|Postcode:||E10, E15, E20|
|Leyton and Wanstead|
Leyton is a town in Essex, within the north-eastern part of the metropolitan conurbation, largely contiguous with its neighbouring towns. It is a suburb of terraced houses built between 1870 and 1910, interspersed with modern housing estates. Many of the high-rise council blocks that formerly dominated the skyline have been demolished over the past 15 years.
Leyton stands in the Lower Lea Valley, the river forming its western boundary. It straddles the Greenwich Meridian. Leytonstone lies to the east, and to the north is Walthamstow. Stratford is to the south. Westward across the River Lea in Middlesex are Homerton and Lower Clapton, separated from Leyton by the river and the great expanse of the Hackney Marshes.
Leyton lends a name too to neighbouring Leytonstone, which was one Leyton-atte-Stone.
Paleolithic implements and fossil bones show that early man hunted in Leyton. A Roman cemetery and the foundations of a Roman villa have been found here. In the Domesday Book, the name is rendered as Leintun. at which time the population was 43. The ancient parish church of St Mary the Virgin was largely rebuilt in the 17th Century. The parish of Leyton also included Leytonstone.
The main route through the town is the High Road, which forms part of the ancient route to Waltham Abbey. At the top end of the High Road is a crossroads with Lea Bridge Road and Hoe Street. This junction and the surrounding district is known as Bakers Arms, named after the pub, which has now closed down. The pub was named in honour of the almshouses on Lea Bridge Road built in 1857 by the London Master Bakers' Benevolent Institution.
The town grew and grew out into its neighbours during the repaid suburbanisation of the region from the day the railway came and throughout the twentieth century.
In First World War, about 1,300 houses were damaged by Zeppelin raids. During Second World War, Leyton suffered as a target because of its proximity to the London Docks and Temple Mills rail yard. The yard (named after an ancient mill owned by the Knights Templar) is now reduced in size as part of it has become a retail park 'Leyton Mills', whilst the rest has been renovated to serve as a depot for high speed trains.
About the town
The area is one of the most cosmopolitan and multi-cultural parts of London. The 2001 Census revealed a mixed population; approximately 50 per cent White, 23 per cent Black and 21 per cent south Asian. Within these groups there are many people whose origins are from Russia, North Africa, Ghana, Nigeria, Jamaica, Ireland, Cyprus, Italy and newer arrivals from South Africa, Bosnia, Serbia and Poland.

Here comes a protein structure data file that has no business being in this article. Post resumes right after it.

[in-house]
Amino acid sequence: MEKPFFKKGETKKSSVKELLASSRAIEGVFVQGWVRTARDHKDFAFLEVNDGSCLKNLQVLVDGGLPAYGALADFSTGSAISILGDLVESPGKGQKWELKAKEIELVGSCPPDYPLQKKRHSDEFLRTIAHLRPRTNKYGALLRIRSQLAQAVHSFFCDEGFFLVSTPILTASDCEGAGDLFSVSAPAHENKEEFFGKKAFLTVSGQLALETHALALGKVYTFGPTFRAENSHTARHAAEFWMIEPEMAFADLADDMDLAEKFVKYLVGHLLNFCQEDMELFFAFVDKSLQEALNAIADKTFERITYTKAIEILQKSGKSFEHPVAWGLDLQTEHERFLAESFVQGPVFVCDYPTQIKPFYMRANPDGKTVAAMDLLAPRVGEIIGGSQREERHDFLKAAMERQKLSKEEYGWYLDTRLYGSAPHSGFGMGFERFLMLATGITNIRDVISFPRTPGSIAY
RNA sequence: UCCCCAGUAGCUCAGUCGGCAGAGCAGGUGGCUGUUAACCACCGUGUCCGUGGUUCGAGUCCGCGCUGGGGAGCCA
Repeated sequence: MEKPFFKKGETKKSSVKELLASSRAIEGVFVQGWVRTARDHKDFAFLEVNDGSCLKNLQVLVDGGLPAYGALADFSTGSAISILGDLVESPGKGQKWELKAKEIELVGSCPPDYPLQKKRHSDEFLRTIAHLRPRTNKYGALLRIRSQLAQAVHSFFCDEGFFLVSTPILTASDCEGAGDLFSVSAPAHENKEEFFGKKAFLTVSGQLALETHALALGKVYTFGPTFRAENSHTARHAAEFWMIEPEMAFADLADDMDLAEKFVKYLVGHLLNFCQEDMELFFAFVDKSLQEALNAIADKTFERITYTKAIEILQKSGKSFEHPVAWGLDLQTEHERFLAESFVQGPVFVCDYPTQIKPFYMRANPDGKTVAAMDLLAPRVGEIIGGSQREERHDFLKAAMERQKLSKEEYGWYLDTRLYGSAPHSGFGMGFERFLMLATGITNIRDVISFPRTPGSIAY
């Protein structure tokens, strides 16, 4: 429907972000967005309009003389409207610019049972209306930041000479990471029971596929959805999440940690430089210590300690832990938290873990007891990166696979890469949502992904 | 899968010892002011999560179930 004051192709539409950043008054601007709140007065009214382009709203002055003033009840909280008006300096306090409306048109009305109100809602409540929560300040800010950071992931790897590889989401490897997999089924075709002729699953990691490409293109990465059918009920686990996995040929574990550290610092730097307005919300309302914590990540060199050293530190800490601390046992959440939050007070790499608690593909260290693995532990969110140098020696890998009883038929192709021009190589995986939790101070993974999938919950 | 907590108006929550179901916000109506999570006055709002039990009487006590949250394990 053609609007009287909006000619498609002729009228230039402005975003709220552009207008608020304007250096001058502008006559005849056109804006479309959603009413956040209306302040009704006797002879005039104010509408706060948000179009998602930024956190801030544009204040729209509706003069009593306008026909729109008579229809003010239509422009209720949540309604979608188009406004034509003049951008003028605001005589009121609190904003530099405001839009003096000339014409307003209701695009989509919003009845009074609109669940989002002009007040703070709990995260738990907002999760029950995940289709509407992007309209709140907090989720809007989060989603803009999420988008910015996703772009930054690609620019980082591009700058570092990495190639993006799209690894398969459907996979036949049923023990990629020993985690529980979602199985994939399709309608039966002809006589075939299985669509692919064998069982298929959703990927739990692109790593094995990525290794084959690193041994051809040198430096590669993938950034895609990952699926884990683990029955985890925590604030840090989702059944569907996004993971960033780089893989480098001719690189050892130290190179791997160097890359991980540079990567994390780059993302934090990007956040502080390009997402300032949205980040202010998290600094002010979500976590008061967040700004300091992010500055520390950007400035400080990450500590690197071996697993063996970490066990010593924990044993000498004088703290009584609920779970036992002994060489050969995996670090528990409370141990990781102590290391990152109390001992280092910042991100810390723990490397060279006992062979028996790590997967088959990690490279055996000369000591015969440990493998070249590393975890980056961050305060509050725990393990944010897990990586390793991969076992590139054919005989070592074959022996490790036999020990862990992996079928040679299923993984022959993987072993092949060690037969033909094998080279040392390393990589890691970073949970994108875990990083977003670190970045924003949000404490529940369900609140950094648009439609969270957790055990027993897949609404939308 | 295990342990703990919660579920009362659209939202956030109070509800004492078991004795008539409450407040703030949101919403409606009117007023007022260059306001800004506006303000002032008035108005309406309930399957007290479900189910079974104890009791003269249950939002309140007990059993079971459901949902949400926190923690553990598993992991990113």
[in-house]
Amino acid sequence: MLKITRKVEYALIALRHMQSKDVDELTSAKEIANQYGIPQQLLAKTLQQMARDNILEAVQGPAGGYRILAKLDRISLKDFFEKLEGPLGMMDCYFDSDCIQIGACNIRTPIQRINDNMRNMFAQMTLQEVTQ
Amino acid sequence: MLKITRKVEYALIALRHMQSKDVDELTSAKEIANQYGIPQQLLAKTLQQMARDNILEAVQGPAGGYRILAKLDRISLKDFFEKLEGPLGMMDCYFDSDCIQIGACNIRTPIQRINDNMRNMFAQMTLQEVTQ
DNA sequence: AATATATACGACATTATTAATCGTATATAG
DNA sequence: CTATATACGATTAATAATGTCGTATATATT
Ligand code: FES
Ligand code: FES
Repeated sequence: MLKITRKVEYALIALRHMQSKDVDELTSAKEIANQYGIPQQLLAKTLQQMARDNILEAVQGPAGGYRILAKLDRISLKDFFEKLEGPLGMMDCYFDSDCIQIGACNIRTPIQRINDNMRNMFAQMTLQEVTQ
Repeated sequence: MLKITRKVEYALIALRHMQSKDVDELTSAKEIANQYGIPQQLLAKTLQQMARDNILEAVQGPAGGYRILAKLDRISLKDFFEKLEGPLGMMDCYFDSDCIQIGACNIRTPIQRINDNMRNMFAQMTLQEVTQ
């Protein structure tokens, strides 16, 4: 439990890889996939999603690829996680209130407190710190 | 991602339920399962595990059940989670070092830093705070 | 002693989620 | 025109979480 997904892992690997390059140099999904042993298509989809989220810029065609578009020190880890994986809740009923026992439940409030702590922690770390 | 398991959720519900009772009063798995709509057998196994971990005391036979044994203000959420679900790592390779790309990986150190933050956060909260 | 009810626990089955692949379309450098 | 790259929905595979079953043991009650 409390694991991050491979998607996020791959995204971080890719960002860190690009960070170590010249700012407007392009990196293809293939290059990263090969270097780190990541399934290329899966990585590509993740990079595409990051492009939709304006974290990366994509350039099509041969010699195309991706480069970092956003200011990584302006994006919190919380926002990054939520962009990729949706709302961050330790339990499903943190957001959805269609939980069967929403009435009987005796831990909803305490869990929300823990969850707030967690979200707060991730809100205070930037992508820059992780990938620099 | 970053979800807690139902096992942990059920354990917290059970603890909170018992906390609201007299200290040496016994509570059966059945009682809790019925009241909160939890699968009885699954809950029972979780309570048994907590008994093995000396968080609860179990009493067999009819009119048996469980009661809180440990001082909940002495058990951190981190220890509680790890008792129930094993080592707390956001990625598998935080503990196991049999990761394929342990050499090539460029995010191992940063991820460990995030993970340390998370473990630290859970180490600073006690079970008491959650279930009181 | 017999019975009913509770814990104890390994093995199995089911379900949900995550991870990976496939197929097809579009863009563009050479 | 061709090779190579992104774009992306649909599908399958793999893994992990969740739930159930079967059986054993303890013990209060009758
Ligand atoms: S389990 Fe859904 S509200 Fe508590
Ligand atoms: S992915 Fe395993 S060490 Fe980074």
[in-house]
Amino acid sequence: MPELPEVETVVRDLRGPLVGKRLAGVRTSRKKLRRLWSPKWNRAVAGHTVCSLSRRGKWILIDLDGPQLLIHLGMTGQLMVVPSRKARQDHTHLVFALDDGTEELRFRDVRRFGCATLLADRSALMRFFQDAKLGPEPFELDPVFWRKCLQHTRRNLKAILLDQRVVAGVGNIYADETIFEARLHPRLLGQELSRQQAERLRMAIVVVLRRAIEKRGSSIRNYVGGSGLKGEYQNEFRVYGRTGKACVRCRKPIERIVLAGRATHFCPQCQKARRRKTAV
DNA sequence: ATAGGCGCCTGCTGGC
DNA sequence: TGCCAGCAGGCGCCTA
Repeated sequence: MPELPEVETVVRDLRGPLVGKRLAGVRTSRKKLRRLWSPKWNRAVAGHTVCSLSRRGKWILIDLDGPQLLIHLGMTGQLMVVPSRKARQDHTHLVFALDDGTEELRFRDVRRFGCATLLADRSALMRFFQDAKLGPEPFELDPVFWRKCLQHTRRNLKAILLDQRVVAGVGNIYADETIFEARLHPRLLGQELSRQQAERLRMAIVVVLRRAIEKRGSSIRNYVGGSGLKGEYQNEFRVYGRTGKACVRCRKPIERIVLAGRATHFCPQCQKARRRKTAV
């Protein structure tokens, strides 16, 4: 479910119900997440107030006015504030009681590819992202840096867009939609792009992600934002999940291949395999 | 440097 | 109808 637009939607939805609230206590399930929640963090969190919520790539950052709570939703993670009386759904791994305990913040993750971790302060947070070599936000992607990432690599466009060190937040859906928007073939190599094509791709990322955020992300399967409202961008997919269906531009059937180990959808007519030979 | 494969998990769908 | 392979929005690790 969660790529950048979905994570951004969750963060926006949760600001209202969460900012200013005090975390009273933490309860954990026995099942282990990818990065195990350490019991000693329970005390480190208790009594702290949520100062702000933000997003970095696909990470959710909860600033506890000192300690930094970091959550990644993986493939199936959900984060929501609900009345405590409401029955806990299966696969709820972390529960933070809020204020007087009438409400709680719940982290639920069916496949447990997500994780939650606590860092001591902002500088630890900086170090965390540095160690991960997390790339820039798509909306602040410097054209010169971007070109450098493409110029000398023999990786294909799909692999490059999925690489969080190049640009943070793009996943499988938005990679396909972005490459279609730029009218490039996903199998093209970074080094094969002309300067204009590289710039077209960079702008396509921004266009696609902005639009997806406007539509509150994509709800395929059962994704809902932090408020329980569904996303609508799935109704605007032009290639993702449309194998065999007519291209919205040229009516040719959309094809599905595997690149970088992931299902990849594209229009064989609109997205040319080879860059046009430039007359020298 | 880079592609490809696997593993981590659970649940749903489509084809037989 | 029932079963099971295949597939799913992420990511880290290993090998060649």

The New Spitalfields Market relocated in 1991 from the Old Spitalfields market, is the UK's leading horticultural market specialising in exotic fruit and vegetables.
There are two main shopping areas in the district, located at opposite ends of the High Road. A new retail park is to be found at Leyton Mills. At the north end of the town, Baker's Arms has a more traditional selection of shops lining Lea Bridge Road and the High Road.
There are numerous pubs and a few bars situated on the High Road. The local police station is based on Francis Road, which also has two primary schools and a mini supermarket.
Large scale redevelopment and inner city regeneration has been underway in Leyton for many years, as is also the case in the neighbouring areas of Hackney, Clapton and Stratford. High-rise estates which were poorly constructed and unpopular (for example the Oliver Close Estate and the Cathall Road estate) have been completely redeveloped by demolition and rebuilding with the help of the multimillion-pound Waltham Forest Housing Action Trust scheme. Other problematic areas such as the Avenue Road Estate have also been redeveloped over the past 10 years. The last large high-rise estate in the area, the Beaumont Road Estate has now been almost entirely demolished and redeveloped.
Leyton has some crime hotspots designated as high crime areas according to Metropolitan Police crime mapping data, notably in the area between Temple Mills Lane and the High Road. Certain areas within that region currently (as of July 2009) have dispersal orders as a measure to reduce crime.
In 1886, Essex County Cricket Club bought Leyton Cricket Ground in the High Road, which became their headquarters until 1933, however they continued to play at Leyton until 1977. The pavilion (a Grade II listed building) still stands today as part of Leyton Youth Centre.
- Leyton Orient FC
- Leyton FC
Orient came to Brisbane Road, Leyton in 1936 from Clapton. The stadium has recently been re-constructed and renamed the Matchroom Stadium. Although they reached the top flight of English football when promoted to Football League First Division in 1962, Orient currently play in Football League One. Leyton FC (between 1975 and 1992 called "Leyton Wingate") was founded in 1868, are in the Isthmian League Premier Division, and play at the Leyton Stadium in Lea Bridge Road.
- Ice Hockey: Lea Valley Lions play at the Lee Valley Ice Centre
Leyton borders the Queen Elizabeth Olympic Park where the 2012 Summer Olympic Games were principally held.
The London Velopark is in Leyton, which include a 6,000-seat indoor velodrome for track cycling and a 6,000-seat outdoor BMX racing track.
- Leyton FC
- Leyton Orient FC
- Lee Valley Lions
Leyton is served by the Central Line of London Underground; Leyton tube station is at the southern end of the High Road. Journey times to Liverpool Street station and Bank-Monument station are 12 and 14 minutes respectively, according to the timetable at least.
There is a London Overground station, Leyton Midland Road, on the Gospel Oak to Barking line.
The nearest railway stations are:
- Leyton (on the Central Line)
- Leytonstone High Road
- Leyton Midland Road
- Forest Gate
- Maryland railway station